F. LaMond Tullis, "Foreword," in Martyrs in Mexico: A Mormon Story of Revolution and Redemption (Religious Studies Center, Brigham Young University; Salt Lake City: Deseret Book, 2018), ix–x.
In a sense, the substance of this monograph took shape in 1975, the year my thirteen-year-old son Michael and I spent the summer pulling a travel trailer from village to town to city in Mexico and Central America. From Colonia Juárez in Mexico’s state of Chihuahua to Guatemala City, south of the Isthmus of Tehuántepec, we interviewed scores of members of The Church of Jesus Christ of Latter-day Saints (LDS). Except in the larger towns and cities, there were no hotel—let alone motel—conveniences along the way of our interviews. The small towns we visited were consistent with the historical development of the Church in Mexico and Guatemala, where the faith took root in villages, generally among the poorer classes of people.
As part of the Church’s “sesquicentennial history project,” I had been commissioned to carry out a large research project on the history of the Church in Latin America. I began my effort in Mexico, but in 1976, I expanded the interviewing to include Brazil, Uruguay, Argentina, Chile, Bolivia, and Peru (where, during 1966–67, I had completed field research for a book).
A large research design for Church history in Latin America notwithstanding, for complicated and certainly idiosyncratic reasons, my effort on Mexico was all that emerged as a publication in book form. Later, I donated my files and interview recordings to the Church History Department.
During our 1975 journey in Mexico, my son and I stopped in San Marcos, Tula, Hidalgo (the focus of this monograph); parked our RV trailer in a vacant lot owned by Bishop Saúl Villalobos and his wife, Violeta Pérez; and from there spent a week doing interviews. Aside from contacts in San Marcos, we visited Church members in San Miguel, Guerrero, Santiago Tezontlale (including the aged Trinidad Hernández), and a few other places in the state of Hidalgo.
Later, in the 1980s, while I was on a business trip to Mexico with my wife Marta Morrill (deceased, 2007), we stopped for Sunday services in San Marcos, renewed acquaintances, and met new members. Then, in the mid-1990s, under the sponsorship of Fernando Gómez and his Museum of Mormon History, we returned with others to the region, including the gravesite in Tula of the martyr Rafael Monroy Mera, where we, as have so many others, paused to pay homage.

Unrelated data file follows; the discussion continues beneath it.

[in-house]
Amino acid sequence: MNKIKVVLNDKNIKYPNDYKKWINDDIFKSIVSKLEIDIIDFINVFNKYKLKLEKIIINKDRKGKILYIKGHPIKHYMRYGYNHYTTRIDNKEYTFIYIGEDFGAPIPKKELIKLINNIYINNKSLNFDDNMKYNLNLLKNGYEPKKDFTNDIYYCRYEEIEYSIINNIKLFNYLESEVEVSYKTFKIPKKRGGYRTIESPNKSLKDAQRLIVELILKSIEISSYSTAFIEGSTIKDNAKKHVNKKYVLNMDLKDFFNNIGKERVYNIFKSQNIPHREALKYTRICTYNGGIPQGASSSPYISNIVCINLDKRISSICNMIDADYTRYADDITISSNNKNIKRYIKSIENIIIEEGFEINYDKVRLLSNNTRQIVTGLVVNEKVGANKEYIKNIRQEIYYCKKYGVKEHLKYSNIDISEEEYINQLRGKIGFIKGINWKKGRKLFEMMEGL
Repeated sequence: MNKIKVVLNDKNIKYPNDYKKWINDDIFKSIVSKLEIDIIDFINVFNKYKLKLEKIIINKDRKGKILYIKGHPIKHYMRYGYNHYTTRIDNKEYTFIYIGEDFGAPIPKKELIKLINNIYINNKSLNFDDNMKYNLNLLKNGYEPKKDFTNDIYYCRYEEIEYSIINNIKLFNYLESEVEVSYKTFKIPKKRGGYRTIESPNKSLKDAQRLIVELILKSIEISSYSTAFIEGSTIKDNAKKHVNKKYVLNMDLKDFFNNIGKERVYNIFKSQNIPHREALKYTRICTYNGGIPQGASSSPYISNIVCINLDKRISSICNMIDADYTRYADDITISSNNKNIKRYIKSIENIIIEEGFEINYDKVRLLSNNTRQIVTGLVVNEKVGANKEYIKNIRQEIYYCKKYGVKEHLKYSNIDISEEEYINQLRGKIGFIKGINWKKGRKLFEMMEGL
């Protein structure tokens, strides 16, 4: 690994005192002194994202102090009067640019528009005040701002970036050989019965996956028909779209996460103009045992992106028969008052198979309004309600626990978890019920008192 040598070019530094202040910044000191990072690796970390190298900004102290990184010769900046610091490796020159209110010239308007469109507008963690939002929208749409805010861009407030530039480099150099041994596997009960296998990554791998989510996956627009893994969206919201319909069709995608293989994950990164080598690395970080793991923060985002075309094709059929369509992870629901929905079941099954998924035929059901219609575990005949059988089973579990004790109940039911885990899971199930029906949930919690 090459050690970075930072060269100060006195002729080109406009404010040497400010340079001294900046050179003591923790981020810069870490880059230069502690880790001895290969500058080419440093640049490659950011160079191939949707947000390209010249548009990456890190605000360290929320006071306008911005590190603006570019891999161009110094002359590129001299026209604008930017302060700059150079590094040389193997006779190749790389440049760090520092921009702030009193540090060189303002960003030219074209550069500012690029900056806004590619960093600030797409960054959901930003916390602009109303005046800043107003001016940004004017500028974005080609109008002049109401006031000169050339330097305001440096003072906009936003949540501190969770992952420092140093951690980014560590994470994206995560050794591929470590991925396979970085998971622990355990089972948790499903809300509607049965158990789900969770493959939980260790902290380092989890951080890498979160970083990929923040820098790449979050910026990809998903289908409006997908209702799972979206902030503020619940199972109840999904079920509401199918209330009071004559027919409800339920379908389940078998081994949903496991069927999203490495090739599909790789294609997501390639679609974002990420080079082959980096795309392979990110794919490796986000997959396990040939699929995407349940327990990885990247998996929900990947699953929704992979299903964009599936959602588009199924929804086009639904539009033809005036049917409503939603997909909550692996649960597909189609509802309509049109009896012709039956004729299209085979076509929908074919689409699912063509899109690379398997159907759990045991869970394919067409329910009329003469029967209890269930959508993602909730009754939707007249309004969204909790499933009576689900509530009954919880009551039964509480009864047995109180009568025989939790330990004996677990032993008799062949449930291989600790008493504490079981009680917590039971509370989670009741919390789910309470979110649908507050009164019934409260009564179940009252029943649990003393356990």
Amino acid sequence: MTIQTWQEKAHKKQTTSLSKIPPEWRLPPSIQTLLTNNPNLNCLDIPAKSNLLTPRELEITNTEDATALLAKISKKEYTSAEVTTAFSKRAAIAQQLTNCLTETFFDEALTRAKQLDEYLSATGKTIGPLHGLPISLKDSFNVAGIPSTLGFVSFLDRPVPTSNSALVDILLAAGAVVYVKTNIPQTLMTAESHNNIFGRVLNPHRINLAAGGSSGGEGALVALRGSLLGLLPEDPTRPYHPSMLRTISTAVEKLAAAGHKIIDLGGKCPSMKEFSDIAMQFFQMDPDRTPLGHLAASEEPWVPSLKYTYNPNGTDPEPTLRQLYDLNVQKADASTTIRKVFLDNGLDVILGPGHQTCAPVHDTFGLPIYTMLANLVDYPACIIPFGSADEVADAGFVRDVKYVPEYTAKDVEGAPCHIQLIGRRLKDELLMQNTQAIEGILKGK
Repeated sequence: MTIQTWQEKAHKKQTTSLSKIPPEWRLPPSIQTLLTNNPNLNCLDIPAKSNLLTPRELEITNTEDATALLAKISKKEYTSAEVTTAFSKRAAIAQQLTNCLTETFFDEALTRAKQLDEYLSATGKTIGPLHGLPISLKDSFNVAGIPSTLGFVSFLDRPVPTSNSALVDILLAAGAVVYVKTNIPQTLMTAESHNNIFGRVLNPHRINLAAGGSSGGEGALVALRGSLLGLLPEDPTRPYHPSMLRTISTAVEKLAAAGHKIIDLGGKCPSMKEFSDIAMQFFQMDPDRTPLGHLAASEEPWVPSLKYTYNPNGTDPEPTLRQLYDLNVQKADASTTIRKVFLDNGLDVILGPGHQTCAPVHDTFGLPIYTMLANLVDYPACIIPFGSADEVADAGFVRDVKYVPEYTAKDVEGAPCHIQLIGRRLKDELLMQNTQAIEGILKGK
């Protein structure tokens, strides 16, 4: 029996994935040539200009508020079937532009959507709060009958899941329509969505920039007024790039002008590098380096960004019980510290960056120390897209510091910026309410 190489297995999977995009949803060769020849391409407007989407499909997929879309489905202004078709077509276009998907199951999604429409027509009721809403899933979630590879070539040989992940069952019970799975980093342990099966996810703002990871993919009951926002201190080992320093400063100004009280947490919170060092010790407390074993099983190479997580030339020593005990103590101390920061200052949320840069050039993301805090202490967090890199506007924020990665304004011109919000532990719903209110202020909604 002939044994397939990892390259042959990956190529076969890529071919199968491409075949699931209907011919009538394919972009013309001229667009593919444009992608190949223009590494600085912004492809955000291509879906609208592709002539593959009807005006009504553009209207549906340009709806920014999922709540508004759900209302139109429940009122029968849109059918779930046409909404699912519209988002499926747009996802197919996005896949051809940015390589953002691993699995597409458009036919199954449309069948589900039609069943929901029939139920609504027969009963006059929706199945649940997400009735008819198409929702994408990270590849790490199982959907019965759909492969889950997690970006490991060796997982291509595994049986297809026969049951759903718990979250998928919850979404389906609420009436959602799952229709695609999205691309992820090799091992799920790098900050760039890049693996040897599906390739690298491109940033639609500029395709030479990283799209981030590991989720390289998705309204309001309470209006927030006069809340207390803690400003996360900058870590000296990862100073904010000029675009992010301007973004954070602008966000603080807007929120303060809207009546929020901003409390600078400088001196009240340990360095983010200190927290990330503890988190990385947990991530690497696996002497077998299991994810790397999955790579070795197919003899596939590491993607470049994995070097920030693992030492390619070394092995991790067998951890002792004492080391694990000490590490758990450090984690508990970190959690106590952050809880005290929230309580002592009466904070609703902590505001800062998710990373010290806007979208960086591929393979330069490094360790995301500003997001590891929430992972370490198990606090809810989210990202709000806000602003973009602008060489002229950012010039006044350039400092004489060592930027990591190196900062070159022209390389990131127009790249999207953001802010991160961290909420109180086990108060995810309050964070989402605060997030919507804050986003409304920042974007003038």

All these things foreshadowed events in 2011–15 when my wife Eileen Roundy and I spent a year and a half in Mexico (and two and a half years in follow-up) as Church history missionaries researching and writing pioneer narratives, “fifth Sunday” history lessons, and articles dealing with the history of the Church in Mexico. Spanish versions of many of these are now in the country-specific portal for Mexico of lds.org in the section “Historia de la Iglesia en México.” The present work on San Marcos is a continuation of these experiences and efforts.
If one were inclined to concentrate solely on the problems, failures, and shortcomings of people as they traverse time and space, she or he would obtain much information, some of it fundamentally important to our understanding of religions, societies, and peoples. However, we can add more to our understanding by concentrating on how people overcome their problems and, as religious persons, progressively enter a more powerful discipleship. That is the course of this monograph.
Unless otherwise stated in the text or the notes, all translations from Spanish to English are mine.
Spring City, Utah
 I detail this and related matters in my article, “Writing about the International Church: A Personal Odyssey in Mexico,” Journal of Mormon History 42, no. 4 (October 2016): 1–30.
 LaMond Tullis, Lord and Peasant in Peru: A Paradigm of Political and Social Change (Cambridge, MA: Harvard University Press, 1970).
 LaMond Tullis, Mormons in Mexico: The Dynamics of Faith and Culture (Logan: Utah State University Press, 1987).